After completion of the formation and patterning of the reflective layer 44, the passivation film 46 made of the acrylic resin or the like is formed on the entire surface of the substrate covering the reflective layer 44. Then, the passivation film 46 filled in the third contact hole 41 is selectively removed by wet etching so as to form a fourth contact hole 43 which overlaps with the third contact hole 41 and having a diameter which is slightly smaller than that of the third contact hole 41 (because the material of the passivation film covers the interior wall of the contact hole). As a result, the source region 20 s of the TFT 110 is exposed at the bottom of the fourth contact hole 43. Here, it should be noted that in a case where the first substrate 50 made of an ITO or the like directly contacts with the p-Si active layer 20 as described in this embodiment, the gate insulating film 30 of SiO2 formed on the surface of the p-Si active layer 20 or the oxidation film formed on the surface of the p-Si active layer 20 which is exposed in the subsequent process should be reliably removed to lower contact resistance. On account of this, according to this embodiment, after the fourth contact hole 43 which penetrates the insulating film 46 filled in the third contact hole 43 is formed, slight etching is further performed on the fourth contact hole 43 using HF (hydrofluoric acid). Although the hydrofluoric acid also etches metal material such as Al used for the reflective layer 44, the passivation film 46 made with sufficient thickness to protectively cover the reflective layer 44 serves as a sacrificial layer during the slight etching preventing the surface of the reflective layer 44 from being exposed to such hydrofluoric acid or the like in this embodiment.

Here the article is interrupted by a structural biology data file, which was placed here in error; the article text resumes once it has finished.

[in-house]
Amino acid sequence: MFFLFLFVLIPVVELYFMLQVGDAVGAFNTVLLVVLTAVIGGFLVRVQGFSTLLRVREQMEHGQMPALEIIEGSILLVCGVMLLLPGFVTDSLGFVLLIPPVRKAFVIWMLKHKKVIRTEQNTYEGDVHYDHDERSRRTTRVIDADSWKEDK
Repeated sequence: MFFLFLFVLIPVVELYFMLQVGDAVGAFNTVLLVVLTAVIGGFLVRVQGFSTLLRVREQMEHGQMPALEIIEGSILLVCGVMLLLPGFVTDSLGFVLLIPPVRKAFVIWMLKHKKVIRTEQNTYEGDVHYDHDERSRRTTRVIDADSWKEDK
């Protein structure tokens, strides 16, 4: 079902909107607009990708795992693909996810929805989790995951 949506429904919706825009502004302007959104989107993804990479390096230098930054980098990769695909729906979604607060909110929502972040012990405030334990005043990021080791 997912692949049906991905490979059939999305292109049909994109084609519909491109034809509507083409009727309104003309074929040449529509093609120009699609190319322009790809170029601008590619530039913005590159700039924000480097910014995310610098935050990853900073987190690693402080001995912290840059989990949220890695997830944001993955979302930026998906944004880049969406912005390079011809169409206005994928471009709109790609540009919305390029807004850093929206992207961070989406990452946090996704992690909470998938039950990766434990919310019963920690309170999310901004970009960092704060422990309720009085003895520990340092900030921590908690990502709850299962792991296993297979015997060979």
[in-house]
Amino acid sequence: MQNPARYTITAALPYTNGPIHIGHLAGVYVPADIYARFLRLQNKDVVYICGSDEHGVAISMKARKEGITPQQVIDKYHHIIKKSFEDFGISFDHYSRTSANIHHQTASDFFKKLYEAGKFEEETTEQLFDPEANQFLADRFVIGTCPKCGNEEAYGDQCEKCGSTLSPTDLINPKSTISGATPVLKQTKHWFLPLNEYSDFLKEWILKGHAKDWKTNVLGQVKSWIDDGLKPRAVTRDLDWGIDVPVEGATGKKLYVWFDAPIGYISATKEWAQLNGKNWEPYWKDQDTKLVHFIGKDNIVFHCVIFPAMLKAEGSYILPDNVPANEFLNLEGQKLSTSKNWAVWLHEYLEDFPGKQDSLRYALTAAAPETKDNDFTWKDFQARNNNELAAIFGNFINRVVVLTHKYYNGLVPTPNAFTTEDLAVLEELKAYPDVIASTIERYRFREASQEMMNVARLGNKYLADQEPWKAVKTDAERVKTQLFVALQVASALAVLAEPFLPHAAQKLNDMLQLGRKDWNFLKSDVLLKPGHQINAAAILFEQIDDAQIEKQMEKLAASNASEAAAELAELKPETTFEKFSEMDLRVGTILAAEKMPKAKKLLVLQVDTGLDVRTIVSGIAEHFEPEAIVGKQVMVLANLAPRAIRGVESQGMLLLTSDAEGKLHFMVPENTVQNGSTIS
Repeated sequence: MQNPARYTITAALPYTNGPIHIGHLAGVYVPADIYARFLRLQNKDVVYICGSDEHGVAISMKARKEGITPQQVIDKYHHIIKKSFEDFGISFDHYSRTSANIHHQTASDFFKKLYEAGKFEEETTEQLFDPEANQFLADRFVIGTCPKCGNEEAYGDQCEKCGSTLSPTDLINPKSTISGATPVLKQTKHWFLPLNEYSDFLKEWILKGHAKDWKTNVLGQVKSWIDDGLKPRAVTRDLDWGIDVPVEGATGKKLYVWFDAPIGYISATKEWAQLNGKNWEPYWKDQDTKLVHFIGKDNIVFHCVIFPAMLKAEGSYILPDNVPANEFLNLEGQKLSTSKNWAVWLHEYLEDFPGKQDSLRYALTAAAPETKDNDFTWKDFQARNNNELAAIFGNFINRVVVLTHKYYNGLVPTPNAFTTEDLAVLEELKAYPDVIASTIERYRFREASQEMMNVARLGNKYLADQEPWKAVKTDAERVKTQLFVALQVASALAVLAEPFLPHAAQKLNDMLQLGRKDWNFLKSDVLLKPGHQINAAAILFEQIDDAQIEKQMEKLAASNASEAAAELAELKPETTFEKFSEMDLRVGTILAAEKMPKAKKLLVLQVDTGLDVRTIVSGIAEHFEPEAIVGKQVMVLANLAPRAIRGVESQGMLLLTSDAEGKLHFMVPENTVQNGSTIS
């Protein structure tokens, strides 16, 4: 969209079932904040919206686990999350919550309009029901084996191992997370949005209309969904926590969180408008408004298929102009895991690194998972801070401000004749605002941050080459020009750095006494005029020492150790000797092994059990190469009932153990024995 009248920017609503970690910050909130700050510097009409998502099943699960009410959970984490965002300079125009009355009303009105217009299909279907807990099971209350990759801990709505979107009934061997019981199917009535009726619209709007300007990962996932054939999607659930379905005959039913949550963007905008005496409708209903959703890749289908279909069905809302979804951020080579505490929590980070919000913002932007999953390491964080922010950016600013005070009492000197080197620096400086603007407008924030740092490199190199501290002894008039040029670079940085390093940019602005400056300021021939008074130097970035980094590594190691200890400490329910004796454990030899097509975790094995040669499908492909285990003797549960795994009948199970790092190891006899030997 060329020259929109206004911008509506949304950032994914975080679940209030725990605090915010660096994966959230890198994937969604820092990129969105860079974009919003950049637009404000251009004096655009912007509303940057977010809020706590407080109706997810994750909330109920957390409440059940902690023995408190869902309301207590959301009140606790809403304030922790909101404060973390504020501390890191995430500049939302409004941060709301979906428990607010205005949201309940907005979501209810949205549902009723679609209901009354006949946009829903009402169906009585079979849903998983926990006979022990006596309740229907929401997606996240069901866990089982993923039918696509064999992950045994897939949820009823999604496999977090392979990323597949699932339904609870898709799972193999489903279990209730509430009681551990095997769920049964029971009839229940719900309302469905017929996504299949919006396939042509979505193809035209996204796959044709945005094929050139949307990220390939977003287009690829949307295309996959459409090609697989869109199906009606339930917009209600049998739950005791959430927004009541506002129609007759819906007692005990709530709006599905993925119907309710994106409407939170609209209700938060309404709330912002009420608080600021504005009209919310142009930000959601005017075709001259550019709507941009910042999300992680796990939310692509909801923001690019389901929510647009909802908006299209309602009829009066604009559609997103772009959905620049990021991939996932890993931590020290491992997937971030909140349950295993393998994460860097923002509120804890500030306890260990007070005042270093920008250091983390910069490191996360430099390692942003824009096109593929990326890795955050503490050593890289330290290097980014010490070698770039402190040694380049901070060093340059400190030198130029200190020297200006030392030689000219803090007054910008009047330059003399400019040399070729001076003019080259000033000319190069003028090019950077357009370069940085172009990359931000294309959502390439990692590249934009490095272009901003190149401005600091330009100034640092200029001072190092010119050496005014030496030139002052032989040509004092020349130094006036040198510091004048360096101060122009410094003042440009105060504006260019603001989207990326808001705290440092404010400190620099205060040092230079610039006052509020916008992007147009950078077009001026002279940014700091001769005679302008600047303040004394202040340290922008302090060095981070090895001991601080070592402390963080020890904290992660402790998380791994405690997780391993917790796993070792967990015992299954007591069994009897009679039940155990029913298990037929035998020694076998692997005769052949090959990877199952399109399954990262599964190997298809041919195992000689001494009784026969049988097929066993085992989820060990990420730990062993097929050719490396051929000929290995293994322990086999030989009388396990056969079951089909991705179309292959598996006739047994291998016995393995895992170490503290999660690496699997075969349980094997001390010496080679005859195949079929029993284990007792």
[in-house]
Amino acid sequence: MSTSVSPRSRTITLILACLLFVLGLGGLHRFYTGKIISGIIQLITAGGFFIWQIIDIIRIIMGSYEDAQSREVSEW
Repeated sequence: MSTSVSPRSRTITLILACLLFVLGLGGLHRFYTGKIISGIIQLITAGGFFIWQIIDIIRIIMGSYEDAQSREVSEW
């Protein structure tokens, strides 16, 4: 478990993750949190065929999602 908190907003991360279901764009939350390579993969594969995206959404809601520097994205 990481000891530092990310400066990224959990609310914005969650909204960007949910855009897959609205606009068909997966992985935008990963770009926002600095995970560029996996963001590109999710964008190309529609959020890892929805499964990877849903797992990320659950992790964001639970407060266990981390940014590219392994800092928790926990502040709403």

After the fourth contact hole 43 and etching are completed as described above, the transparent conductive layer is laminated on the entire surface of the substrate including the fourth contact hole area by sputtering. Because the reflective layer 44 made of, for example, Al has been covered with the passivation film 46 as described above, negligible natural oxide film is formed on the surface of the reflective layer during the sputtering. Even where and if some natural oxide film has formed, the electrical characteristics of the reflective layer 44 would not change when the present embodiment is employed because it is insulated from both the TFT 110 and the first electrode 50. Following the lamination, the transparent conductive layer formed on the entire substrate is patterned in a separate and distinct shape by a pixel as illustrated in
The transflective LCD will next be described. Although the reflective LCD in which the reflective layer 44 is formed on almost an entire pixel region was described as an example in the above, the present invention is not limited to reflective LCD applications, and may also be applied to a transflective LCD.
Up to this point, the reflective and the transflective LCDs have been described. By applying the structure built by the switching element (TFT), the reflective layer, and the transparent first electrode according to the present invention to an EL display, it becomes possible to reliably connect the first electrode to the TFT proved on the lower layer while reflective function is established below the transparent first electrode.
An element adopted in an EL display apparatus depicted in
In the organic EL element 90 having such structure as described above, when organic emissive molecules excited by recombination of positive holes injected from the anode 80 and electrons injected from the cathode 86 return to the ground state, light is emitted. Because the organic EL element 90 is, as described above, an emissive element driven by a current and the anode 80 should have a function of injecting sufficient positive holes into the organic element layer 88, the organic EL element 90 is often made of transparent conductive material such as ITO, IZO, or the like having a large work function. Accordingly, in most case, light from the emissive layer 83 is emitted toward the outside passing through the transparent substrate 100 from the anode 80 side, whereas in the active matrix organic EL display apparatus shown in